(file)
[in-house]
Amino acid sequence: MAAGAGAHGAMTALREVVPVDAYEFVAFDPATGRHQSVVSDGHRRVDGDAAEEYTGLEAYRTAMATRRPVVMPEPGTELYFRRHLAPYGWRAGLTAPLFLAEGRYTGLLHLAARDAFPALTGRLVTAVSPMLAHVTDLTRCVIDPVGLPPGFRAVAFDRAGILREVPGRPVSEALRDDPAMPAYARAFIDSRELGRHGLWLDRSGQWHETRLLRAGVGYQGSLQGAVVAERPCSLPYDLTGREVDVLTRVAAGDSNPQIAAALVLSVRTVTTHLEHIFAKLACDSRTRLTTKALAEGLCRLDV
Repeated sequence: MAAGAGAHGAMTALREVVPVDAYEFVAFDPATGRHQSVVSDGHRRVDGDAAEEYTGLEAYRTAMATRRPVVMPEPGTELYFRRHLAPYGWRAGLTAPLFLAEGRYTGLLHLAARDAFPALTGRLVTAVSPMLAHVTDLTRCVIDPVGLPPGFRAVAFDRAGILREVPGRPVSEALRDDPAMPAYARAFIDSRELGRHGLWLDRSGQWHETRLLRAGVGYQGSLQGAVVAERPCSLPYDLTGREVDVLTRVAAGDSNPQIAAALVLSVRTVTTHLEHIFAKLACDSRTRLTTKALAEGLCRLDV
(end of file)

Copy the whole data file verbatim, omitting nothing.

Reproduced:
[in-house]
Amino acid sequence: MAAGAGAHGAMTALREVVPVDAYEFVAFDPATGRHQSVVSDGHRRVDGDAAEEYTGLEAYRTAMATRRPVVMPEPGTELYFRRHLAPYGWRAGLTAPLFLAEGRYTGLLHLAARDAFPALTGRLVTAVSPMLAHVTDLTRCVIDPVGLPPGFRAVAFDRAGILREVPGRPVSEALRDDPAMPAYARAFIDSRELGRHGLWLDRSGQWHETRLLRAGVGYQGSLQGAVVAERPCSLPYDLTGREVDVLTRVAAGDSNPQIAAALVLSVRTVTTHLEHIFAKLACDSRTRLTTKALAEGLCRLDV
Repeated sequence: MAAGAGAHGAMTALREVVPVDAYEFVAFDPATGRHQSVVSDGHRRVDGDAAEEYTGLEAYRTAMATRRPVVMPEPGTELYFRRHLAPYGWRAGLTAPLFLAEGRYTGLLHLAARDAFPALTGRLVTAVSPMLAHVTDLTRCVIDPVGLPPGFRAVAFDRAGILREVPGRPVSEALRDDPAMPAYARAFIDSRELGRHGLWLDRSGQWHETRLLRAGVGYQGSLQGAVVAERPCSLPYDLTGREVDVLTRVAAGDSNPQIAAALVLSVRTVTTHLEHIFAKLACDSRTRLTTKALAEGLCRLDV